Historical analysis demonstrates the speedy development of Australia’s metropolitan areas. Urbanization was an important aspect of life in Australia from the very beginning of the nation’s history. The administration of settlements and penal colonies required the centralization of a large group of individuals to oversee daily activities. This began with Sydney and extended throughout the nation such that by the 1980’s nearly two-thirds of the country’s population lived in urban settings. The evolution of service and trade industries bolstered preexisting cities. “Australian urban life is dominated by the same five cities – the mainland state capitals- which dominated it at the end of the nineteenth century.” These five cites are Sydney, Melbourne, Brisbane, Perth, and Adelaide. The industries of each of these cities provide the nation’s inhabitants the vast majority of jobs centered within their urban centers. The limited demand for work did not limit the mass migration to these cities because these metropolitan areas offered further advantages.
Early People of Australia
The early emigrants to young Australia were mainly comprised of working class individuals who had traveled from urban areas such as Glasgow and London. “Emigration to Australian cities in the nineteenth century was dominated by three broad streams from England, Scotland, and Ireland.” They traveled to Australia in search of economic stability after suffering from an “unsatisfactory urban experience” in which they found themselves unable to sustain an acceptable standard of living by dwelling within some of Europe’s largest and most thriving cities. Their dissatisfaction brings up a paradox unexplained in the context of Australia’s history: how did the nation, comprised of a majority of individuals who had experienced negative associations with urban Europe, become one of Europe’s most developed nations? These individuals emerged from a society that could still remember the sustenance gained through a more rural lifestyle and they likely yearned for a suburban existence that was financially beyond their reach in Europe. However, a transition to a rural existence was not a possibility in Australia. About 70% of the island nation’s land mass is unsuitable for agriculture and most of the land that is fit for farming is limited in its ability to support livestock.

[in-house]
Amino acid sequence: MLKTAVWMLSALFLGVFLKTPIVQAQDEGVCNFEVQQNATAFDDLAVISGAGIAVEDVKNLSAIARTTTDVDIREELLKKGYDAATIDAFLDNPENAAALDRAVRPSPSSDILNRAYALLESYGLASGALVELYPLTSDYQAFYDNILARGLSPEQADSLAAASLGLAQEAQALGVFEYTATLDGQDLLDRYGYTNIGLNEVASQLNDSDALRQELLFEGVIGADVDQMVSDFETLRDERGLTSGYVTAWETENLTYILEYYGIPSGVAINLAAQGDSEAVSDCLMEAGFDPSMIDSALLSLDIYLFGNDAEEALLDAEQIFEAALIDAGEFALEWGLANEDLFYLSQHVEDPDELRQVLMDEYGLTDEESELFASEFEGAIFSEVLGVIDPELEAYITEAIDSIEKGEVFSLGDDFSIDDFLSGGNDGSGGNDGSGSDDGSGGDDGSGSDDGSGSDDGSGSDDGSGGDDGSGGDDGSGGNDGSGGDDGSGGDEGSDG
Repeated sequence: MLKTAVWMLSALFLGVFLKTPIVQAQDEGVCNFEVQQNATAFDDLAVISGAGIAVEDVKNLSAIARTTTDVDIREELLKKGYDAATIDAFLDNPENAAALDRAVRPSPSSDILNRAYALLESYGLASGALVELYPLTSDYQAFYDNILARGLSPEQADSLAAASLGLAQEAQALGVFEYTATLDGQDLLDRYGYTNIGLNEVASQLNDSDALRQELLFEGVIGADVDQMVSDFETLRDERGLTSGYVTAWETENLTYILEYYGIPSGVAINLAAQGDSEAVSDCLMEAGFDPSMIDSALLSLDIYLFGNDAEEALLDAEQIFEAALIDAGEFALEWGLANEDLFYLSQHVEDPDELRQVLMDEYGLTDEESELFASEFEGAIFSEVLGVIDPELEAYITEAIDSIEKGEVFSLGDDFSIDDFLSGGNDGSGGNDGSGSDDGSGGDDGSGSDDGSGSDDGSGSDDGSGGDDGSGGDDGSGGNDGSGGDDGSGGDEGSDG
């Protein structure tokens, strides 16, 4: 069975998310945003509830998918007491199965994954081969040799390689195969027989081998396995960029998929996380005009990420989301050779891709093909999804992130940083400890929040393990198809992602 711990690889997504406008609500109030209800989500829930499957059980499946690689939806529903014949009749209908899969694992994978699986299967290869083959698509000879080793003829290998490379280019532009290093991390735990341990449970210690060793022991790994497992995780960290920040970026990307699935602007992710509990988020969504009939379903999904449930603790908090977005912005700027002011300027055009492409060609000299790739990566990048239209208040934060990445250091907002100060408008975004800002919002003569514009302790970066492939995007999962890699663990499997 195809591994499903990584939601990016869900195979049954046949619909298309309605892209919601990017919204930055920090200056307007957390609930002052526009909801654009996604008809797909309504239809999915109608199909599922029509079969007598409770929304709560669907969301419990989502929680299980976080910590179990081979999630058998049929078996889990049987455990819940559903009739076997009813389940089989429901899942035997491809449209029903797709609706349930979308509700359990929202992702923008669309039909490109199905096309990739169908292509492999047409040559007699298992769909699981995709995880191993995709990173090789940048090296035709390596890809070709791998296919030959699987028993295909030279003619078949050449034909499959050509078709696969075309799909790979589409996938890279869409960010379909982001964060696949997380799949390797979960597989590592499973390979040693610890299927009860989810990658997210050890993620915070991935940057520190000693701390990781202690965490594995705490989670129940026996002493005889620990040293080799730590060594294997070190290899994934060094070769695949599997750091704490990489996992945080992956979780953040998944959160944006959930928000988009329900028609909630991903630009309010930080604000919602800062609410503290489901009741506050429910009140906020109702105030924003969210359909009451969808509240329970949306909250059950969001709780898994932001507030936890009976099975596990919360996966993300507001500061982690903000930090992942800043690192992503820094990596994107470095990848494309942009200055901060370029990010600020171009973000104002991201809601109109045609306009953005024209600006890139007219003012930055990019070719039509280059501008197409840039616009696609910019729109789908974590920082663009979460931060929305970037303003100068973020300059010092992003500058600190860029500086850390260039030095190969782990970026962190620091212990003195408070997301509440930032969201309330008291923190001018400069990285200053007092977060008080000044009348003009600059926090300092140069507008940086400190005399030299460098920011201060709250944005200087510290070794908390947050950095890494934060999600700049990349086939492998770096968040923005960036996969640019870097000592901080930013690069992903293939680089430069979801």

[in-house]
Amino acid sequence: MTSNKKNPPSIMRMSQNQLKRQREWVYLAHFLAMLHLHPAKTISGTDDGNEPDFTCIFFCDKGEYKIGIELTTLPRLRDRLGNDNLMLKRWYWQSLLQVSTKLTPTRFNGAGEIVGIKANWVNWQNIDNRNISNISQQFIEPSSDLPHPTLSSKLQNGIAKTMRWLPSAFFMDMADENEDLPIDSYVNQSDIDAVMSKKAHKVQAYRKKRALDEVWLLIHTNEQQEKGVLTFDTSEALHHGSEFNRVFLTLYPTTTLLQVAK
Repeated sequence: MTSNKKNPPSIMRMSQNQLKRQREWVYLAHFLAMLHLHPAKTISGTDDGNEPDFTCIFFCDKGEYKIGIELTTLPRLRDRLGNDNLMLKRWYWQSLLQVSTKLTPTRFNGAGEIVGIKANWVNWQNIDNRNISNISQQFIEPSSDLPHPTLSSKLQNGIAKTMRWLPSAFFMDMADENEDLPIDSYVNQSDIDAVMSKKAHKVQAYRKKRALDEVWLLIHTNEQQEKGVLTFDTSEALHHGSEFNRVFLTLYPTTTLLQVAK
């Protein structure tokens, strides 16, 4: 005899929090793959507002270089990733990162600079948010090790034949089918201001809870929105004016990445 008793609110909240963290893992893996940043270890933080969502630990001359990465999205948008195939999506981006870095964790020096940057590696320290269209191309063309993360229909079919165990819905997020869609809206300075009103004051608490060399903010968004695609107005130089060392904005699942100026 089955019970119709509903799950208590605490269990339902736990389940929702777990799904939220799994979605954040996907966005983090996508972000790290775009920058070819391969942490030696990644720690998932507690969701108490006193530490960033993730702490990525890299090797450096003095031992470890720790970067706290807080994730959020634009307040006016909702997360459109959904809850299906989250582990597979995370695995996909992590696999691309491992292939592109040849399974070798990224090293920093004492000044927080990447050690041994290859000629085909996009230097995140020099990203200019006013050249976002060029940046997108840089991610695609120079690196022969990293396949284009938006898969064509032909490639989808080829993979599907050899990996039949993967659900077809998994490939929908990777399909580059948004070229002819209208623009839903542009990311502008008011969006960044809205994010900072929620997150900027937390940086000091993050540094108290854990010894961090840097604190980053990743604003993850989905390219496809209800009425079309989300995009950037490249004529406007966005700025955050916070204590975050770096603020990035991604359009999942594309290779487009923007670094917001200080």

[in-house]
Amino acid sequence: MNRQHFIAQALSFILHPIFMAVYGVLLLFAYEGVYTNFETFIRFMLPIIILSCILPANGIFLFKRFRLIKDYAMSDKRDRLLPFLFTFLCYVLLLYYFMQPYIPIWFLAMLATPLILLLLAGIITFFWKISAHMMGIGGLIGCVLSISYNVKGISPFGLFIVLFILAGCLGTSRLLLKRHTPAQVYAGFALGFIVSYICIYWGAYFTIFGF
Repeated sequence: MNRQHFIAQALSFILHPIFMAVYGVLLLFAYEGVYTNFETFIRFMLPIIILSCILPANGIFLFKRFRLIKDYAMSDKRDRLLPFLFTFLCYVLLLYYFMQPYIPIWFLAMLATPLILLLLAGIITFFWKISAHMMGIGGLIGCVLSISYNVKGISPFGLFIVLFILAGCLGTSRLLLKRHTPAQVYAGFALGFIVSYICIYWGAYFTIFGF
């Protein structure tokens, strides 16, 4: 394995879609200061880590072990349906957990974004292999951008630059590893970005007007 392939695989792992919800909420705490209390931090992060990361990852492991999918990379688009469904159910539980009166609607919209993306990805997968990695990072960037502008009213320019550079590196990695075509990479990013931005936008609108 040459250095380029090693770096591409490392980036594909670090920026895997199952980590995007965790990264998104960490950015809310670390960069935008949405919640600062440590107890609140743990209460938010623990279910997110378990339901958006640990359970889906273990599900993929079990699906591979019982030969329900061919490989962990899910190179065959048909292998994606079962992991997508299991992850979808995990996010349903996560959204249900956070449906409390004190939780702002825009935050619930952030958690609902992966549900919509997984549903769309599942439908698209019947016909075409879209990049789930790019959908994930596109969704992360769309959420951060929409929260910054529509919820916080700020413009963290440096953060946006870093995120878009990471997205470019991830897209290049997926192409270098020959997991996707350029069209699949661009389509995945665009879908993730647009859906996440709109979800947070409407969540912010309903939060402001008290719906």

Those who have attempted to survive through agricultural development have been faced with constant challenges throughout Australia’s history. Today, the situation has worsened considerably, causing large quantities of farmers to give up their rural lives and move into the nation’s cities.
“The devastation of the farm sector has been reflected in the destruction of the social and economic infrastructure that is essential to maintain viable communities in the bush. In New South Wales alone, in the past decade of economic rationalization, over 100 towns and communities outside Sydney have lost their last bank branches in a process that has resulted in the disappearance of almost a quarter of the state’s rural bank branches.”
The frustration experienced by members of Australia’s rural population is demonstrated through recent increases in the amount and severity of violent crime. Comparisons between city and rural statistics demonstrate a noticeable gap. For example, in 1998, while 40 sexual assaulted occurred per 100,000 people, the rural New South Wales experienced over 160 sexual assaults for the same amount of persons. Such a situation only contributes further to the phenomenon of gentrification; individuals seeking to relocate to safer neighborhoods have little alternative but to consider moving to the nation’s more urbanized areas.
The Australian government has also contributed to the construction of a significant public transportation system. This relatively inexpensive mode of transportation allows the people of Australian to move between their suburban homes and urban jobs with ease. They have little reason to venture outside the city’s metropolitan area and this has led to the nation’s concentrated urbanized landscape.